«So gewiß sichtbare Darstellung mächtiger wirkt, als todter Buchstabe und kalte Erzählung, so gewiß wirkt die Schaubühne tiefer und dauernder als Moral und Gesetz.»[1]

Since theatre is able to portray rule-compliant coexistence in a lively and accessible way, it reinforces the messages of religion and law. The audience is given practical and convincing instructions and references for behaviour.

However, the power of theatre has its limits too – as e.g. Shakespeare’s Hamlet had discovered. The King of Denmark is dead and his son Hamlet suspects his uncle of murder. To confirm his suspicion, Hamlet organises an evening of theatre. The play depicts the alleged crime and reveals the murderer on the basis of his emotional reaction. To the Danish prince, the uncle’s reaction is proof enough that he is guilty of murdering the king. But of course, his emotional identification with the murderer on stage is not sufficient to convict and punish the uncle. It is difficult to bridge the gap between theatre and reality. A guilty conscience does not necessarily call for major, meaningful action to be taken.

Conclusion: Aristotle and security awareness

Now let’s replace the divine world order with the security guidelines of an organisation. Then Aristotle’s remarks on drama can be used to draw some inspiration for security awareness campaigns. In this context, communication measures must be designed such that employee identification is encouraged and they are freed from their desire to behave in an unsafe manner.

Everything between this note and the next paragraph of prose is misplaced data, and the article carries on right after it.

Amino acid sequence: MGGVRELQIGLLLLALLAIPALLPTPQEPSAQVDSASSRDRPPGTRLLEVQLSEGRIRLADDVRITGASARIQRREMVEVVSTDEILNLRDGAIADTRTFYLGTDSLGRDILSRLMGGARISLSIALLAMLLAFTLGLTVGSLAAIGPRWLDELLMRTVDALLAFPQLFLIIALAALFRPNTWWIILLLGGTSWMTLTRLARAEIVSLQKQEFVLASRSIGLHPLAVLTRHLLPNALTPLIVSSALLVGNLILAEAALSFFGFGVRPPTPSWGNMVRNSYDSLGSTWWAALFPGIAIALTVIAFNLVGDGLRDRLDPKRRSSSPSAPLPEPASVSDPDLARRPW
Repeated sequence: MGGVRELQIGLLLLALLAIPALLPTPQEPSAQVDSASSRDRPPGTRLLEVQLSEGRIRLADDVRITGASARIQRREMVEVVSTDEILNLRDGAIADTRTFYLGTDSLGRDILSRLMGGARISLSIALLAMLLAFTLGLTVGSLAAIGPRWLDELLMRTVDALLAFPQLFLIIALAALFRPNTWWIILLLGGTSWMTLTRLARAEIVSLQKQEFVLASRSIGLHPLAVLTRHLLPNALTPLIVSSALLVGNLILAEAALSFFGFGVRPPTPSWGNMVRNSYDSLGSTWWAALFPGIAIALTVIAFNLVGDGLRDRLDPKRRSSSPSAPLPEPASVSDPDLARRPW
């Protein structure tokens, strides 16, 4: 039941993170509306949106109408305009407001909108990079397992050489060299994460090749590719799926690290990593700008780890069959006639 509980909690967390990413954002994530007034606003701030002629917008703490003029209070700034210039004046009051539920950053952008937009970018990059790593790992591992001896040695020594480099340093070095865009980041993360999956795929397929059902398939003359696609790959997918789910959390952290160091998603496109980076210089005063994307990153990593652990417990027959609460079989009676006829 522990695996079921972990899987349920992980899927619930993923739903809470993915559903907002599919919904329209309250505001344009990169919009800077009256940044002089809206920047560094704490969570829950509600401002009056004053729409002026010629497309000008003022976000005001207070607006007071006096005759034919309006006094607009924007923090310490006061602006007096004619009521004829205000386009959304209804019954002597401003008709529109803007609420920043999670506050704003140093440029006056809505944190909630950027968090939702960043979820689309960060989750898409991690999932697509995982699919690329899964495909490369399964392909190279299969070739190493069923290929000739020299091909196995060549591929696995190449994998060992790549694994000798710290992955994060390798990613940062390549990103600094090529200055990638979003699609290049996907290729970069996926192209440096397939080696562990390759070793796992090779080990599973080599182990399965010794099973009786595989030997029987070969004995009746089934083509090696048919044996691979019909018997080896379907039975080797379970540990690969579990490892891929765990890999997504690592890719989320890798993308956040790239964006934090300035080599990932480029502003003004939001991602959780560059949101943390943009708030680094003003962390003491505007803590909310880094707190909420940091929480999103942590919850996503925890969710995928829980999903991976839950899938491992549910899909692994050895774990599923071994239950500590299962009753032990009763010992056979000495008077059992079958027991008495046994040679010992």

In order to achieve this, security awareness campaigns must mimic reality and present the repercussions of bad behaviour in a comprehensible way. For example, a violation of the security guidelines can be narrated tragically – like in an article, newsletter, poster or video – beginning with the motivation, moving on to the misbehavior followed by the consequences, and finally relieved by penance and remorse. This kind of campaign needs to be centered around a heroic character with whom employees can identify. As a proxy for the target audience, this character makes mistakes and, like Creon in Sophocles’ Antigone, the prime example of Classical Drama, comes to the conclusion: «I’ve learned it in my pain.» The empathetic suffering the audience experiences as a result encourages them not to make these mistakes. At least that’s the theory. As we have already established by the example of Hamlet, bridging the gap between theatre and reality is not quite that simple.

This is where Bertolt Brecht’s concept of Epic Theatre comes in. He strives to move away from the Theatre of Illusion, from identification and purification, towards the active re-evaluation of reality by the audience. More on this in Part II.

[1] Schiller, Friedrich: Die Schaubühne als eine moralische Anstalt betrachtet. In: Schillers Sämmtliche Werke, vol. 4. J.G. Cotta’sche Buchhandlung, Stuttgart, 1879: 39-46. P. 42.